I walked for three days through the impossibly steep mid-hills of Eastern Nepal to reach this tiny hole-in-the-wall in the upper reaches of the Hongku river. The predominantly Kulung Rai village of Cheskam was saturated in late afternoon sun and the promise of millet. My feet felt like chhoila.
We were quickly given a seat at the only table in the smoky dining room-cum-kitchen. The walls were roughly yet elegantly dusted with creosote and cobwebs. There was an old photograph of the royal family touched up with lipne stains and graffiti. The overall atmosphere was one of tooth decay.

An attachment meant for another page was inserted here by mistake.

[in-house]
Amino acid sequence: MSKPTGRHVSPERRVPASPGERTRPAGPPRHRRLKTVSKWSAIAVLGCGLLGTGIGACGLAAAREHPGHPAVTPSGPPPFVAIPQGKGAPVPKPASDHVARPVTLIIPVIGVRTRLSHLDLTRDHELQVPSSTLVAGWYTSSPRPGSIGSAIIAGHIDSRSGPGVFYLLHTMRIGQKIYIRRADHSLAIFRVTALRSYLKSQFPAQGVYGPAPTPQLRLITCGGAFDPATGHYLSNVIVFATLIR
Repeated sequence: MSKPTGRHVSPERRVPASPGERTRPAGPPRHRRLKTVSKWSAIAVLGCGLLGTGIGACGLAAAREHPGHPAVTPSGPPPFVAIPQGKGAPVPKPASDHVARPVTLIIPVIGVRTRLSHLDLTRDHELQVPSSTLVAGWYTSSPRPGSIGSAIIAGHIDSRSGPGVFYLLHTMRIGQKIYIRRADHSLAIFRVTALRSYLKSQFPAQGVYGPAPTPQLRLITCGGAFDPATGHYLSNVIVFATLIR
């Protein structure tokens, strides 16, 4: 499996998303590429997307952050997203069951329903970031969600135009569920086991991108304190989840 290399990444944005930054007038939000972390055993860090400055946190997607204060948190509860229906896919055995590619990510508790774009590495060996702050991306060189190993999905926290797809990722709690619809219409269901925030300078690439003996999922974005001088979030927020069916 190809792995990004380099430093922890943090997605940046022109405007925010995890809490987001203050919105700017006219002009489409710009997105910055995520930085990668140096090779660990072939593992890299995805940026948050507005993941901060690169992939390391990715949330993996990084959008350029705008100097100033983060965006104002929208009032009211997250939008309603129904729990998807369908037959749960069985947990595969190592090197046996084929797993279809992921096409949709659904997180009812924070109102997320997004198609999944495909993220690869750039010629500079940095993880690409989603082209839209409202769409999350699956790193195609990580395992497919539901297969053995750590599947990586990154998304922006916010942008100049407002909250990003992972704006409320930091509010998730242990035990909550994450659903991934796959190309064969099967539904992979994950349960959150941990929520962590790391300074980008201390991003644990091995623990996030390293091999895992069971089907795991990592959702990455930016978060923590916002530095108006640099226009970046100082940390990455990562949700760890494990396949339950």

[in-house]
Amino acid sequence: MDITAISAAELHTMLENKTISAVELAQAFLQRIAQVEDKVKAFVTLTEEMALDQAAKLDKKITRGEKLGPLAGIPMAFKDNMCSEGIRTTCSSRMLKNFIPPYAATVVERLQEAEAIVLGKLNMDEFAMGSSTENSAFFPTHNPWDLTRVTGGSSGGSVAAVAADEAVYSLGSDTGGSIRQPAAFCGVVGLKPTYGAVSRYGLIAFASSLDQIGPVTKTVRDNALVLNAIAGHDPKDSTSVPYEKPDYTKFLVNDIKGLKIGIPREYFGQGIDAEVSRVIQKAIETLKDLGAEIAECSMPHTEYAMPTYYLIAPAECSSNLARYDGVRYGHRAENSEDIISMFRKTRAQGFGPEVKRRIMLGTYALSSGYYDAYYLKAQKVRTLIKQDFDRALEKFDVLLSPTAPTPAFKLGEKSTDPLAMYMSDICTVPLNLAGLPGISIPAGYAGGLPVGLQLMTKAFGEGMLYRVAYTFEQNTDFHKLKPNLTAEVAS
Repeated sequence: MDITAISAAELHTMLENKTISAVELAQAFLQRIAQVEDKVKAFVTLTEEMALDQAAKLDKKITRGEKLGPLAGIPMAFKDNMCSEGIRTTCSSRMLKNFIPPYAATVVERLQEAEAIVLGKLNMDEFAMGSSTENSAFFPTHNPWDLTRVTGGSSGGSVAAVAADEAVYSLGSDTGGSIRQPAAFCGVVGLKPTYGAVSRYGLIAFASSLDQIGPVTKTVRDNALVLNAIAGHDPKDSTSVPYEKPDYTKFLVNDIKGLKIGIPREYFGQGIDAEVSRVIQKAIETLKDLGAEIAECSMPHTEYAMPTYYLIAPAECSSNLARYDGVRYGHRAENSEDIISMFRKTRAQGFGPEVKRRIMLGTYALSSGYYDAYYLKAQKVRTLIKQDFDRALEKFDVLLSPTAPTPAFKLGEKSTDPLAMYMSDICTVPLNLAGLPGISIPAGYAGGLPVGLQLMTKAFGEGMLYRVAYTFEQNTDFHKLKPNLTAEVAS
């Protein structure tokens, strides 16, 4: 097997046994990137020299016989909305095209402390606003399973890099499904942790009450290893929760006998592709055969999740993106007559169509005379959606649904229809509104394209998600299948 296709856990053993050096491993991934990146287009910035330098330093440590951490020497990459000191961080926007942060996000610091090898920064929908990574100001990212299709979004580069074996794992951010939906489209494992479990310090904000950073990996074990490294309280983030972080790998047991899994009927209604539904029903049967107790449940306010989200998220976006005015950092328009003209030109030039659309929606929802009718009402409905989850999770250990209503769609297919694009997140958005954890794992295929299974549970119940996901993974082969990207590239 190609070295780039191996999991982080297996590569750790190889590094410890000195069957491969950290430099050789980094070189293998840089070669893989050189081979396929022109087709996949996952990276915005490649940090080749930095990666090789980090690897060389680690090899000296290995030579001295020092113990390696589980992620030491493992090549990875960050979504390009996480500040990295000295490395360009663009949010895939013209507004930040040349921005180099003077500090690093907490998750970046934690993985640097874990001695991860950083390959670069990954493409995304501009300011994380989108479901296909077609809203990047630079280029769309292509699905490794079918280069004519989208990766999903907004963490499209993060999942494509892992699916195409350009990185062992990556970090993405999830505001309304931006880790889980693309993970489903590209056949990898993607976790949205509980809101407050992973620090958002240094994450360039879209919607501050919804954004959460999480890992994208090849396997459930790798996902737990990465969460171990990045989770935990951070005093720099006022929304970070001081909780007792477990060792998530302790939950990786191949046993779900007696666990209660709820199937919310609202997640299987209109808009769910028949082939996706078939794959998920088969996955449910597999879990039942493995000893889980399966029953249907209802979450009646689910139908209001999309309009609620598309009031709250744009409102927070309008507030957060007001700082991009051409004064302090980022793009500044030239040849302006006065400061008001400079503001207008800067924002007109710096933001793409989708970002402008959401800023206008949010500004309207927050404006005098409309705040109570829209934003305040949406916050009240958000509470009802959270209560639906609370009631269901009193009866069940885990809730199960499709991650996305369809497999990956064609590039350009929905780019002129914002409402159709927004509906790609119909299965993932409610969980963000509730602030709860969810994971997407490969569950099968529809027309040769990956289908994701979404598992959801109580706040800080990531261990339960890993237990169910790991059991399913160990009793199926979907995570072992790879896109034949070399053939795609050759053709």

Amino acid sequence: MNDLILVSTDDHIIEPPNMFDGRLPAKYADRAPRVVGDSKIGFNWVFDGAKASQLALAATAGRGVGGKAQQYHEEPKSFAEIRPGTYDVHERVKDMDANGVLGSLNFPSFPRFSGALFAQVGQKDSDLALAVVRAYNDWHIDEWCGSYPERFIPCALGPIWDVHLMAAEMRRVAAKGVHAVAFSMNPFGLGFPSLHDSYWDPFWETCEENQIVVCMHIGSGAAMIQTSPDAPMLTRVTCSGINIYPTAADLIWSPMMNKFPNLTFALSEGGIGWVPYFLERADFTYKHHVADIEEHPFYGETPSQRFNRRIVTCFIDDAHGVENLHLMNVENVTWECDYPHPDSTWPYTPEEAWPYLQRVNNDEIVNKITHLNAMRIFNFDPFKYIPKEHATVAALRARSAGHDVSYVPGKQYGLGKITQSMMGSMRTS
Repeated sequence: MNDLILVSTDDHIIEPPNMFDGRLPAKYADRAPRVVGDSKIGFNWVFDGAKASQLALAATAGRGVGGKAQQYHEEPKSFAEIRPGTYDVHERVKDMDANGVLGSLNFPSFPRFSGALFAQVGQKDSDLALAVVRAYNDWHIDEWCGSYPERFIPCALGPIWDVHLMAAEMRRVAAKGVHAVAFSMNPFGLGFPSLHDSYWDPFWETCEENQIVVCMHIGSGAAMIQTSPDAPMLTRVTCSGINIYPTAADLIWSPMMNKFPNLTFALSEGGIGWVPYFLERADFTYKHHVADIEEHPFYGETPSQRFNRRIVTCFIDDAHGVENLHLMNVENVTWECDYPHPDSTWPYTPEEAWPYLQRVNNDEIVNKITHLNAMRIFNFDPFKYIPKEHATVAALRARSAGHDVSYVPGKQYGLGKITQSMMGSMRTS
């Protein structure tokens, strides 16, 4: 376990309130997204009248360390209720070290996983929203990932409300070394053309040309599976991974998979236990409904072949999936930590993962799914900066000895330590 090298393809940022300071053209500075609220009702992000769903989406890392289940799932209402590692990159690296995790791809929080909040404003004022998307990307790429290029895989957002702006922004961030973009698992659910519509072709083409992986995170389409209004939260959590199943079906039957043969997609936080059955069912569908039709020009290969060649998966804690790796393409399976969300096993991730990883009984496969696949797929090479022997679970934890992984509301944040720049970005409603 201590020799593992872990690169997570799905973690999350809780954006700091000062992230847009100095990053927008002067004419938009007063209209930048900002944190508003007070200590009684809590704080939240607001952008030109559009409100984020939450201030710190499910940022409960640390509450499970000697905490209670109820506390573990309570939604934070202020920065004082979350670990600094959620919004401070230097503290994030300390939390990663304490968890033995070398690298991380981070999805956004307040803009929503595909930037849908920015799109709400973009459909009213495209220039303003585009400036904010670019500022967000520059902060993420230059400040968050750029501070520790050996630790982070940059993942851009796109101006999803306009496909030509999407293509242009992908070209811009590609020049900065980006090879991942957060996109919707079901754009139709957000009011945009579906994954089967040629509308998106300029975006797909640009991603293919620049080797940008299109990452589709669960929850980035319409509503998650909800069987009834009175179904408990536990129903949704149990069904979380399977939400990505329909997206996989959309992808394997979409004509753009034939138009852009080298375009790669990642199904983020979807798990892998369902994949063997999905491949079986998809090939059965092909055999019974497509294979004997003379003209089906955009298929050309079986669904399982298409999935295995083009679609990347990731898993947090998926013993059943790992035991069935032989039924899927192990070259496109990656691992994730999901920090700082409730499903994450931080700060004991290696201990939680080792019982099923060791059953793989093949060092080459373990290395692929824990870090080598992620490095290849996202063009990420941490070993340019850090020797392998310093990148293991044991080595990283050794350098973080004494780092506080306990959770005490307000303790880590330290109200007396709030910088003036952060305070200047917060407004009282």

I ordered a lemon soda, and was given a cloudy glass of local raksi. The raksi was clean – the lovechild of saké and snow-melt – with a finish of kerosene. The second course came, fittingly, after the second bottle of the local nectar. An elephantine portion of rice with the traditional metal bowl of rough daal was placed before me. My tin mug of raksi kept somehow fading then finding itself full once again. The next thing I remember is brushing my teeth in a freshly planted potato field, arm-in-arm with one of the local astronauts, mighty Orion, losing his balance across the steep sky.